Beginner stuff > Changing Strings

Changing Strings

Guitars are used in a variety of music styles and the strings you choose will effect how well your guitar can perform certain techniques. Firstly, you need to choose which type of strings you are using (electric guitar, acoustic, classical or bass), making sure that you have the right number of strings as some basses come in five or six string varieties.

Secondly, you will need to decide which gauge (thickness) of string you will require. Light to medium strings are usually used for rock and blues, heading towards mediums for most rhythm guitarists. Heavier gauges give more volume and stronger tone, which is why acoustics have a huge range of gauges. For blues, lights will offer easier string bending. However, finger pickers may find that medium lights are more appropriate.

Gauges*
Light 0.010 - 0.047
Medium-light 0.011 - 0.052
Medium 0.012 - 0.056
Heavy 0.013 - 0.062

*Manufacturers may vary gauges slightly according to brand.


Standard electric guitars

  1. Unwind all of the machineheads and remove the old strings. This can be made easier with string winders and string cutters.
  2. Place the new string through the hole in the bridge. This is usually accessed on the reverse side of the body.
  3. Thread the string through the string-post then cut the string, leaving 5cm (approx.) of length spare.
  4. Wrap the string around the tuning peg then tighten the machinehead, leaving some slack on the string. Tighten until the string supports itself.
  5. Repeat steps 2-4 for all of the strings.
  6. Tune each string to the correct pitch.
  7. Stretch each string by pulling it away from the fretboard.
  8. Tune each string to the correct pitch again. If you find that the strings are slipping out of tune repeat steps 7 & 8. This should stabilise the tuning.

Locking tremolo systems

  1. Loosen the nut locks and put them somewhere safe.
  2. Follow steps 3-10 for each string, making sure you only change one string at a time.
  3. Loosen the machinehead and remove the string from the string-post.
  4. Loosen the lock bolt on the saddle of the bridge. You will find a metal block in the saddle, make sure you keep it safe.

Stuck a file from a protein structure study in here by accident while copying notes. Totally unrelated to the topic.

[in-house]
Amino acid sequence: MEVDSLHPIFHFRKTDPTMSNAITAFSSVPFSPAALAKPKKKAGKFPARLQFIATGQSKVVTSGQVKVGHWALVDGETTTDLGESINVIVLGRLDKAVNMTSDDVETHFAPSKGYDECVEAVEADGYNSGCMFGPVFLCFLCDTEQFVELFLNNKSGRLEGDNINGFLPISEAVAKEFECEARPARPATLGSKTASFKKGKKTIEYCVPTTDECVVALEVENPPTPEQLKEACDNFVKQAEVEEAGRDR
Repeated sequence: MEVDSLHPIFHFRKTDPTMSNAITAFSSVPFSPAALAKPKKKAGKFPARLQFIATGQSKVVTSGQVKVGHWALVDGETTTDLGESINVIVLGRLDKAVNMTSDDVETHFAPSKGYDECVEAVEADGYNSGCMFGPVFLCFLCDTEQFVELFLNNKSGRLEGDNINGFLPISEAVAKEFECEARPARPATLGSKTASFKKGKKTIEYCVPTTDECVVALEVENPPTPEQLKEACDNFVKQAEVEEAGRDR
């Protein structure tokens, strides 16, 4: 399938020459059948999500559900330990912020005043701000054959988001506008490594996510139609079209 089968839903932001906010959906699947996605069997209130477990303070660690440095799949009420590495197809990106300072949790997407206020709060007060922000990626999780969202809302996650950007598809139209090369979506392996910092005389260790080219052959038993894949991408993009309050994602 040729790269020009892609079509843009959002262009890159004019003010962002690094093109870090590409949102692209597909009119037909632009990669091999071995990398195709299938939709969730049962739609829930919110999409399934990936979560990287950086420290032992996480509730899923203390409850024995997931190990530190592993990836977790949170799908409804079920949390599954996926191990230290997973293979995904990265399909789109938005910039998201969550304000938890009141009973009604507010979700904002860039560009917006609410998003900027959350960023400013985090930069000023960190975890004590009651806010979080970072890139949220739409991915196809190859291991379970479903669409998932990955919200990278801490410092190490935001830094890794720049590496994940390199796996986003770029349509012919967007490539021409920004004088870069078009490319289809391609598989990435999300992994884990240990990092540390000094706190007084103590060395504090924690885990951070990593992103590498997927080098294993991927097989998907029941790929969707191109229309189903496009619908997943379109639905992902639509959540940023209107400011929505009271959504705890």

5. Remove the old string.
  6. Take the new string a cut off the string ball at the end. These are not needed for locking tremolo systems.
  7. Place the string into the saddle and tighten the bolt. Do not over-tighten to the point of crushing the string.
  8. Thread the string through the string-post then cut the string, leaving 5cm (approx.) of length spare.
  9. Wrap the string around the string-post then tighten the machinehead, leaving some slack on the string. Tighten until the string supports itself.
  10. Make sure the fine tuning knob is in the middle position.
  11. Follow steps 3-10 for each string, making sure you only change one string at a time.
  12. Stretch each string and tune to the correct pitch using the machineheads.
  13. Put the nut bolts back on and tighten firmly.
  14. Stretch the strings again.
  15. Tune to the correct pitch using the tuning knobs.

Note - some people choose not to use there locking nuts. This is okay only if you have no intention of using the whammy bar or playing a lot of bends.


Acoustic/classical guitars

Classical guitar strings are usually nylon or wound nylon (for the lower strings). They are also categorised by tension not thickness (gauge). Light tension strings give a looser tone and are more suitable for beginners. Moving up to a higher tension would be advised as your playing style improves and relaxes because better tone is achievable. Classical guitars usually have a higher action for longer sustain and more resonance.

  1. Unwind one of the machineheads and remove the old string. This can be made easier with string winders and string cutters.
  2. Tie the new string to the bridge, making sure you mimic the method used to tie the old strings (this is why you should change just one string to start with).
  3. Thread the new string through the string-post then cut the string, leaving 5cm (approx.) of length spare.
  4. Wrap the string around the tuning peg then tighten the machinehead, leaving some slack on the string. Tighten until the string supports itself.
  5. Repeat steps 1-4 for all of the strings.
  6. Tune each string to the correct pitch.
  7. Stretch each string.
  8. To ensure stable tuning repeat steps 6 & 7.